'Suspend directors' of Corporate Manslaughter Companies
Directors, and in some cases the entire board, should be suspended when companies are convicted under new corporate manslaughter legislation.
That's the view of the Institution of Occupational Safety and Health (IOSH), which recently responded to a Sentencing Advisory Council consultation on corporate manslaughter. The Corporate Manslaughter and Corporate Homicide Act comes into effect in just over a month's time (6 April).
Other sanctions proposed by IOSH included far-reaching improvement orders, substantial fines and court-ordered publicity. It said suspension of all or part of the board of directors should be at the court's disposal, but ought only to apply "in the worst cases".
Ray Hurst, IOSH president, said: "Our focus here is on prevention and protecting lives. We're keen that those organisations found guilty of this grave offence are required to make the fundamental changes needed to improve their leadership, systems and cultures."
IOSH also called for the compulsory training or retraining of directors and senior managers in the management of health and safety, in the event of a conviction.
Other "remedial orders" proposed were the introduction behavioural safety programmes and the use of third-party audits and access to competent health and safety advice.
Ray Hurst added: "Where failings of senior management have led to deaths, we must all look very closely at what went wrong and learn lessons. Sentencing can be a useful tool for achieving improvements far wider than in just the convicted organisation itself."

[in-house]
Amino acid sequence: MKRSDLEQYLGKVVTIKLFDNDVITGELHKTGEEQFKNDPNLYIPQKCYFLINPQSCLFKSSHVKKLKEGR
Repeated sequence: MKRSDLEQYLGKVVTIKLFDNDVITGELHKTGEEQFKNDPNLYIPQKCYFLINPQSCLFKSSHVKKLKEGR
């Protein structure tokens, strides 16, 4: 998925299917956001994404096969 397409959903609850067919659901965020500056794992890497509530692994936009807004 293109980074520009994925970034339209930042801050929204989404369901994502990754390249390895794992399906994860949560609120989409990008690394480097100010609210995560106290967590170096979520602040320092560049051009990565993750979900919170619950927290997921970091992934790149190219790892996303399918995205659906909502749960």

IOSH said it agreed with the proposed range of fines up to and beyond 10% of annual turnover, depending on circumstances, and also that there should be a minimum fine level - suggesting 2.5% of annual turnover.
This week IOSH also repeated its call for the health and safety profession to be properly regulated, when its representatives appeared before a Government committee.
The Department for Work and Pensions (DWP) Select Committee is currently heading an inquiry into the health and safety system in Britain.
When asked by John Penrose MP about the issue of controlling consultants "overselling" their services and HSE reports of "60-page risk assessments", Richard Jones commented: "There are no controls and that's why we are calling to make health and safety a regulated profession.
"The trouble is at present anyone can set themselves up as a health and safety consultant or adviser. We've produced a very short guide detailing what good practice for consultants should be like. All our members need to abide by that."
He added: "We've also produced an employer's guide to hiring consultants saying that this is what you need to look for. There's a list of key questions they need to ask and we're hoping this sort of advice will help."